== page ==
For his part, he did not know his mother – from early teen-age years he lived in Normandy. When Cnut unexpectedly died it was her son by him, Harthacnut, Emma called on to take the crown of England – not Edward.

So it seems there was no love lost between the two. But for herself, Emma was a remarkable woman. It is my firm belief that had the Norman Conquest not happened in 1066 then Emma would not have become an obscure Saxon Queen that few people have heard of; she would very probably have become as famous as that other indomitable queen, Eleanor of Aquitaine.

It seems ironic that the woman who was, indirectly, the reason for William of Normandy to claim England for his own, was thrust into the deep shadows because of him!

Emma's story continues in these novels
For more information  about Queen Emma : click here 

Buy the books in paperback or on Kindle 
go to my Author Page on Amazon

Next week: the two Ediths of 1066.
* * * * * 
But are there other views on Emma? 
Is my vision of her the same as history saw her? 
Or how do other authors see her?

Meet author Patricia Bracewell and her view of Queen Emma!

Patricia Bracewell taught high school English before pursuing a writing career. The Price of Blood, is the second book in her trilogy about the 11th century queen of England, Emma of Normandy. Her first book, Shadow on the Crown, has been published in the UK, Australia, Italy, Germany, Russia and Brazil as well as in the U.S and Canada. She continues to travel extensively for research, and in the fall of 2014 she served as Writer-in-Residence at Gladstone’s Library, Wales. She is currently at work on the final novel of her Emma of Normandy trilogy. She lives in Oakland, California.

And Patricia's Emma... Emma of Normandy lived in an age ruled by the sword – an age when even women’s hearts had to be forged from steel. Warrior’s daughter, bride of kings, mother and peace-weaver, she was England’s only twice-crowned queen whose strength of spirit would bind the wounds of a shattered kingdom.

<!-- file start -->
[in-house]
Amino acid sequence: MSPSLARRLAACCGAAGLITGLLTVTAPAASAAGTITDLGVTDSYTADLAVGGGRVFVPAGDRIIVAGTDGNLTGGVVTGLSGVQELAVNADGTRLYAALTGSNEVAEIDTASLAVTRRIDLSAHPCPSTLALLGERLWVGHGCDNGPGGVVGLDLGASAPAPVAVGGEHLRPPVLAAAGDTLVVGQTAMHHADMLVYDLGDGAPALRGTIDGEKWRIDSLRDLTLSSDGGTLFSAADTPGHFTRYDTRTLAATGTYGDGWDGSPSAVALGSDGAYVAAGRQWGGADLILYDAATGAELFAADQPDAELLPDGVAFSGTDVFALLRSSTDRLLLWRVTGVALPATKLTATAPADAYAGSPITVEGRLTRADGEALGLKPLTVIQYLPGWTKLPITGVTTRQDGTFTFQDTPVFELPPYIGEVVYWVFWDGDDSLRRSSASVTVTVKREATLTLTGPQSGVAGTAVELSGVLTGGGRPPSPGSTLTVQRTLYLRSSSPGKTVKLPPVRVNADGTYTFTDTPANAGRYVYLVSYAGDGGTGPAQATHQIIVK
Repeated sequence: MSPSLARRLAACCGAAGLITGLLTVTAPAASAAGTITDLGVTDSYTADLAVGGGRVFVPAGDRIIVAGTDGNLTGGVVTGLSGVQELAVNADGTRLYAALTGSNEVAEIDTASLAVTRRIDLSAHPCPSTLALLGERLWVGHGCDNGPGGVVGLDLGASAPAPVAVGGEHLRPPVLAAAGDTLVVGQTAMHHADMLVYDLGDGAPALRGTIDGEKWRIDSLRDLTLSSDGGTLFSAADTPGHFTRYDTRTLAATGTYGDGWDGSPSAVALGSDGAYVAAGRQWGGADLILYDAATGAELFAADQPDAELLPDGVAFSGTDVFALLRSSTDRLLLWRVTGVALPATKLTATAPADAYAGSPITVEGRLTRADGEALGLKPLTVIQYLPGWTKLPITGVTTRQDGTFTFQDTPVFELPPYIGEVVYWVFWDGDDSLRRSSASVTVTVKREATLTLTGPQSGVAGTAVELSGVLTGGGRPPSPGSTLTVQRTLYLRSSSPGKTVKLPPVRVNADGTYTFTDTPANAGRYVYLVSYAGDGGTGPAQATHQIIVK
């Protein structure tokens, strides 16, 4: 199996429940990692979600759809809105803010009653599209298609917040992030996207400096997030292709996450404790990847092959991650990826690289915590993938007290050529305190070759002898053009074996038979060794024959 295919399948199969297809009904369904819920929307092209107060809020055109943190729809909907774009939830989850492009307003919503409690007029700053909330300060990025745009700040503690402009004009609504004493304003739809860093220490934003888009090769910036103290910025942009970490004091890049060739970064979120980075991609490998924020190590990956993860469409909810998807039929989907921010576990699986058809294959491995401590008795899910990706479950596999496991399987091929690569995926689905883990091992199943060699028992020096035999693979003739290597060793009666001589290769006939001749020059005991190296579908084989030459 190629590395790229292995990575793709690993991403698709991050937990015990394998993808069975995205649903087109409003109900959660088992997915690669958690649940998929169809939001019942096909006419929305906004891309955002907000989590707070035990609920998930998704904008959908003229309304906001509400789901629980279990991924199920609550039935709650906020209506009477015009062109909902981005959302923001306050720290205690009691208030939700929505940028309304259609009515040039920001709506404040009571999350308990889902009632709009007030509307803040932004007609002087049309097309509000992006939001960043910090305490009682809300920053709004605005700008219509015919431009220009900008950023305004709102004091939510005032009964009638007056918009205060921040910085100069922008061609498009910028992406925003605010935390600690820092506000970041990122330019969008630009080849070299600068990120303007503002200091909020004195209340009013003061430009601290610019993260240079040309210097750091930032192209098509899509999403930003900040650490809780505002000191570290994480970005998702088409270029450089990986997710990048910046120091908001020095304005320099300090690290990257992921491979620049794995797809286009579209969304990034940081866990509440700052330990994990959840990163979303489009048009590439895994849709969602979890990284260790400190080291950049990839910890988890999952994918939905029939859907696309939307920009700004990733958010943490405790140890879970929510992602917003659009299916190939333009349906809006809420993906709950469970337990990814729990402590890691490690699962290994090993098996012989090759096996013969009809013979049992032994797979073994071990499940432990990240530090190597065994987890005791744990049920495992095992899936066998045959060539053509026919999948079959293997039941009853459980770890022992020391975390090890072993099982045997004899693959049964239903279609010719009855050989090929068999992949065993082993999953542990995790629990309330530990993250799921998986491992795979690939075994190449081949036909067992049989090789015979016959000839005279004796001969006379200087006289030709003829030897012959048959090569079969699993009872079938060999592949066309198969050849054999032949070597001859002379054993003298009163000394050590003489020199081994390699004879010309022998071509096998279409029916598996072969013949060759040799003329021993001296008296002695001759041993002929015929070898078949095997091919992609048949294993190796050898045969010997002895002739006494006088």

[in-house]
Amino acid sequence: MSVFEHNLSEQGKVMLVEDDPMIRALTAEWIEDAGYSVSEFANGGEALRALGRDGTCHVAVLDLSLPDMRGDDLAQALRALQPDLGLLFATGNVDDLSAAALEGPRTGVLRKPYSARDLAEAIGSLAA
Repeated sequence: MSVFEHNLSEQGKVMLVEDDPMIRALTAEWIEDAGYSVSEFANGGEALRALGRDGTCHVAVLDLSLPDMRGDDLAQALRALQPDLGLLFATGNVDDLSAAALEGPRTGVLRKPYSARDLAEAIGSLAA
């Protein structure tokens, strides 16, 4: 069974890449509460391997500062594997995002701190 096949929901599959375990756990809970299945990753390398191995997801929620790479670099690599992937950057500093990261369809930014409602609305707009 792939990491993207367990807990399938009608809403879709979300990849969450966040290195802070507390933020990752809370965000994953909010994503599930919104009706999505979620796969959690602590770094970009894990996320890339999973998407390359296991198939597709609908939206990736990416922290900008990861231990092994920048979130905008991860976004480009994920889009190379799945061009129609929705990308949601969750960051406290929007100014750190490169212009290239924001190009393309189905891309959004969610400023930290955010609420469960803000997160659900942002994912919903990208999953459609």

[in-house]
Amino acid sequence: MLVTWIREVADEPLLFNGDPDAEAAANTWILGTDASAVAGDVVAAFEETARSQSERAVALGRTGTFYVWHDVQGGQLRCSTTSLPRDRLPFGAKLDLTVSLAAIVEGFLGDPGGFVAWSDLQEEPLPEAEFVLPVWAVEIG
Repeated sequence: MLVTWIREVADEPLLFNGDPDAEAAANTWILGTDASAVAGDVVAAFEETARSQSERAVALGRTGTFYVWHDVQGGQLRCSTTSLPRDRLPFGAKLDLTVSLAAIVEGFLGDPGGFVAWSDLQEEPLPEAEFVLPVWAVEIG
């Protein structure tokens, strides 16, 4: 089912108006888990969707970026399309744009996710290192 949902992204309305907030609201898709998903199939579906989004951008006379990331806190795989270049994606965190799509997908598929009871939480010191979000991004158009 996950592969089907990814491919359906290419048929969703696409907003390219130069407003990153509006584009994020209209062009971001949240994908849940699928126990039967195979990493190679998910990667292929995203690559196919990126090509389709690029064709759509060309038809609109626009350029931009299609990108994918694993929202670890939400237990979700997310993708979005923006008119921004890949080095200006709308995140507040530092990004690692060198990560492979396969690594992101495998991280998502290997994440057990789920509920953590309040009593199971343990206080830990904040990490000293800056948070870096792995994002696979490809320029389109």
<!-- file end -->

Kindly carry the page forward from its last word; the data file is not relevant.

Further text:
Find out more on Pat's own Blog today

By contrast to Saxon England... Fancy a trip to Ancient Egypt? 
Let's go  there with author Inge H Borg  
Inge H. Borg was born and raised in Austria. Spending many years all over the US, she now lives at a lake in Arkansas, devoting most of her time to writing.
Her "Legends of the Winged Scarab" series has grown to four volumes, with a fifth soon to be published. In this series, she combines the myths of Ancient Egypt with present-day adventure, even adding a bit of dystopian suspense following a (luckily fictional) eruption of Yellowstone Supervolcano.
A staunch supporter of her Indie-writer colleagues, Borg frequently highlights their books on  http://devilwinds.blogspot.com/  and, those with pets and other animals, on http://ingehborg.blogspot.com/
And Inge's Shining Lady?

Nefret, Royal Daughter of the Horus-King Aha, Fighting Falcon of the First Dynasty of Egypt (3080 BC) Nefret, King Aha’s Royal Heiress, was still so young, but her eternal soul was already old for it was a reawakened Ba. This essence, having lived through paradise and cataclysms, was destined to live through many other storms for it was a sinner’s soul which had not yet found atonement on this earth. Got your passport to the past?
 Let's go with Inge...  http://devilwinds.blogspot.com/

Next Tuesday some more Shining Ladies! For one, the man she most despises is the man who owns her heart. For another, a district nurse must cope with the tragedies of World War II, and another faces the horrors and tragedies of the American Civil War
Come back and join us!

If you would like to win a book by Helen Hollick 
send a message via my main website 
and automatically enter my monthly giveaway draw! 

 * * *
The Full Shining Light Tour

13th October: Helen Hollick (Women of 1066) with Regina JeffersElizabeth Revill and Diana Wilder
20th October: Helen Hollick (King Arthur’s women) paired with Alison Morton  and Sophie Perinot
27th October: Helen Hollick the Sea Witch women with Anna Belfrage and  Linda Collison

3 October 2015

Shining Lights On Our Ladies (Blog Tour)

Every Tuesday during October I will be joined 
by some fabulous authors 
to shine a light on our leading ladies
- so come and join us from 6th October!


authors include:
Alison Morton and
Roma Nova's Aurelia

Anna Belfrage's
latest novel

Diana Wilder and the
American Civil War

Inge H Borg
takes us to
Ancient Egypt

We set sail with
Linda Collison and Patricia MacPherson -
no wait is that Patrick Macpherson?

Join Elizabeth Revill
and her WWII District Nurse

Patricia Bracewell
introduces us to her
novels about Queen Emma

Regina Jeffers invites us to meet
Miss Elizabeth Bennet

And Sophie Perinot
introduces us to Medicis Daughter

As for me...
Emma of Normandy
Queen to two kings
Mother of two kings
The two 1066 Ediths....
King Arthur's ladies
and of course ...
the women in the life and adventures
of my (ex)pirate  Jesamiah Acorne